Is a bird in the hand always better than two in the bush?

Hand Shot
Hand Shot (Photo credit: Sangudo)

It’s a question that can make some people feel uncomfortable. The proverb “a bird in the hand is worth two in the bush” means that it is better to have something that is certain than take a risk to get more, where you might lose everything. It is a warning against giving up a sure thing for something speculative.

Under what circumstances might this rule or proverb not apply?

I was listening to a presentation the other day by the Singaporean entrepreneur Jack Sim who told how he had an enjoyable sales job which he was good at but his boss was replaced with a “nasty” boss. Jack decided to leave his difficult boss and go out on his own. He formed 16 different companies.

In this instance Jack gave up the bird in his hand because of untenable circumstances.

Entrepreneurial ventures are often started by people who don’t have a bird in the hand. They may have lost their job, be unemployable because of their lack of skills or experience or be in a situation where their position has become redundant.

In this situation they would look for opportunities where they can use their experience, skills and resources to create an income for themselves. Whatever they choose to do they will still face deciding on the probability of the investment that they will make. If they have an investment opportunity whether it be creating a new product or service or a new venture and the probability is 1 they would have 100% chance of success. But such sure-fire investments are highly unlikely under most circumstances. There are also too many elements out of the control that can increase the risk.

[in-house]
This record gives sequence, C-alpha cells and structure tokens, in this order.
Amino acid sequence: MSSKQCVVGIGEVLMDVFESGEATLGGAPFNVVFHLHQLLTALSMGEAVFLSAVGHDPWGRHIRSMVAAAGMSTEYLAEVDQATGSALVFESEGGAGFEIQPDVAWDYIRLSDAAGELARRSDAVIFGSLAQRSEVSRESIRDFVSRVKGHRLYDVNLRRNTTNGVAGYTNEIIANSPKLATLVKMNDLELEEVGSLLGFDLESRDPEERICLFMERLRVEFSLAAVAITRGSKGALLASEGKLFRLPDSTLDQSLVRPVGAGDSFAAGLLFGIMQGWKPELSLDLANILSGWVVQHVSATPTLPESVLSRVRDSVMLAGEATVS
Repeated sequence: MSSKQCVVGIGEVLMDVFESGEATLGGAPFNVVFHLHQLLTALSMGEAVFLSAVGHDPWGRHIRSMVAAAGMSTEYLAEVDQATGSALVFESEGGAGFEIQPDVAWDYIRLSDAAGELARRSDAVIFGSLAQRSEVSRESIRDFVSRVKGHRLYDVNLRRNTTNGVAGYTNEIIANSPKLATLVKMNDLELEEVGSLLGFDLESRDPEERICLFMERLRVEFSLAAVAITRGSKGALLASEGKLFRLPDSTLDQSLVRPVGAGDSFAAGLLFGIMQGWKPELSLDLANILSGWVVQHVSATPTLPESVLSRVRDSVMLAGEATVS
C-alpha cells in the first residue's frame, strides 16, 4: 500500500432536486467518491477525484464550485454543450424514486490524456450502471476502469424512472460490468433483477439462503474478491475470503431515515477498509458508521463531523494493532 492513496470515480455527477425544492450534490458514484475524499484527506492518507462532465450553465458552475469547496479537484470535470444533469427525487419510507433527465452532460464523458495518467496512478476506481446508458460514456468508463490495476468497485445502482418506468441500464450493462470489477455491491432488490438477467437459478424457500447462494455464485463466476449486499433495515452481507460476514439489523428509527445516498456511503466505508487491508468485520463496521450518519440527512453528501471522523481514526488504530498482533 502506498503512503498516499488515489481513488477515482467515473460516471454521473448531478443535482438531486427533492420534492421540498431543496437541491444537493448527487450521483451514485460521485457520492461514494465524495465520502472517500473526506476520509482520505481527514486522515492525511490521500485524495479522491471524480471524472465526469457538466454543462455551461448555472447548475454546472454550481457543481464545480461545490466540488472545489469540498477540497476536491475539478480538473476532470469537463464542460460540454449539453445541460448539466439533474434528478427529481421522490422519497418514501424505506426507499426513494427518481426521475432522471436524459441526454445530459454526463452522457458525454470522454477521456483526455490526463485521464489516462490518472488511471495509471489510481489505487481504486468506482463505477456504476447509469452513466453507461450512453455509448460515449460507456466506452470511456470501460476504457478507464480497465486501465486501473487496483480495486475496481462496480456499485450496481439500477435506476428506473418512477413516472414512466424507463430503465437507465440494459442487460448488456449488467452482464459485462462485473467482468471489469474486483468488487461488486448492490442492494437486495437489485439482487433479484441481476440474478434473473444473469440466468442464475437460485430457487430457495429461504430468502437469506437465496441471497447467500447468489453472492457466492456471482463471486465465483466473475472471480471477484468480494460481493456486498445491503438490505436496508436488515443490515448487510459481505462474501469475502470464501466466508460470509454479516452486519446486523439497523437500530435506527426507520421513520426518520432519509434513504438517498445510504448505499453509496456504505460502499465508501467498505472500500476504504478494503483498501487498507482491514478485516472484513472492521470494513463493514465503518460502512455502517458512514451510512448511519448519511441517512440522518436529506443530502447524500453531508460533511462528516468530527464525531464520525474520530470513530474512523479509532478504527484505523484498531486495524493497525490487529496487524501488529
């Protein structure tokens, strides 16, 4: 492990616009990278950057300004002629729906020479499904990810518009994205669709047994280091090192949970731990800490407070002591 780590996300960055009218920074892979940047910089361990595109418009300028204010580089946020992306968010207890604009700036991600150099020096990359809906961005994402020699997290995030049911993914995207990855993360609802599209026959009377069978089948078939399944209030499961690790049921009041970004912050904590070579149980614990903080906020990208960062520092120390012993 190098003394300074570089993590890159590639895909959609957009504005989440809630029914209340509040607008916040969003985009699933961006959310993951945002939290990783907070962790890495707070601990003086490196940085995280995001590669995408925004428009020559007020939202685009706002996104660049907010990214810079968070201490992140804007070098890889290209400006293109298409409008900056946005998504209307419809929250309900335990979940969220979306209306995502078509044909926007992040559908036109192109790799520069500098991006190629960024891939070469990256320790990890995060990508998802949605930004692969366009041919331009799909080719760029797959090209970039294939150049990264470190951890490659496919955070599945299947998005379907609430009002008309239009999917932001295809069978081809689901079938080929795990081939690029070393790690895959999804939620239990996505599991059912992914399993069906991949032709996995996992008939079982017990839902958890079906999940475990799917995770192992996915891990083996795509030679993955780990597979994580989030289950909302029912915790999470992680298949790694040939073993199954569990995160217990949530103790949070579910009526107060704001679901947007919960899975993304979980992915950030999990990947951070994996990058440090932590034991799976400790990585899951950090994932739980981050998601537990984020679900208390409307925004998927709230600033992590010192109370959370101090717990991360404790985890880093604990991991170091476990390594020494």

At the moment there are a number of business people who have been impacted by the economic downturn and have chosen to start restaurants. As a general rule, the probability of success in starting a new restaurant business is about 10% (0.1). Yet an owner of a shoe factory which was closed down because of Chinese imports has started a restaurant in the local community and after six months is doing so well that his restaurant is fully booked on a Saturday evening.

How did this restaurant owner reduce or mitigate the risks involved in a restaurant? Among the measures he took was to find a location where there was a reasonably healthy middle-class family orientated clientele, a location outside of a shopping centre, a restaurant menu that most customers would be familiar with and he would be present full-time in his restaurant. He also told me that a review in a national Sunday newspaper made a big difference to attracting customers to his restaurant.

It would not make sense for a family person with a decent job and a house and car to go out and start something from scratch. Here the risk would be too high. There would be too much to lose.

If the “bird” was diminishing because of, say, inflation, rising costs, the strain of new family members or even the threat of job loss because of policy changes, then people with a reducing bird in the hand may be pushed to go the entrepreneurial route.

Yet there is another category of person and that is the entrepreneur. They are not always satisfied with the bird in the hand and wish to go after more believing that you will never become rich in a job no matter how safe and secure it is.

Under stable conditions the proverb “a bird in the hand is worth two in the bush” holds true going all the way back to 13th century Latin use. It implies that it is best to not take risks with a low probability of success. But those whose attitude or appetite for risk differs might be more attracted to another popular proverb “A bird in the hand is good, but a bird in the bush might sing”.

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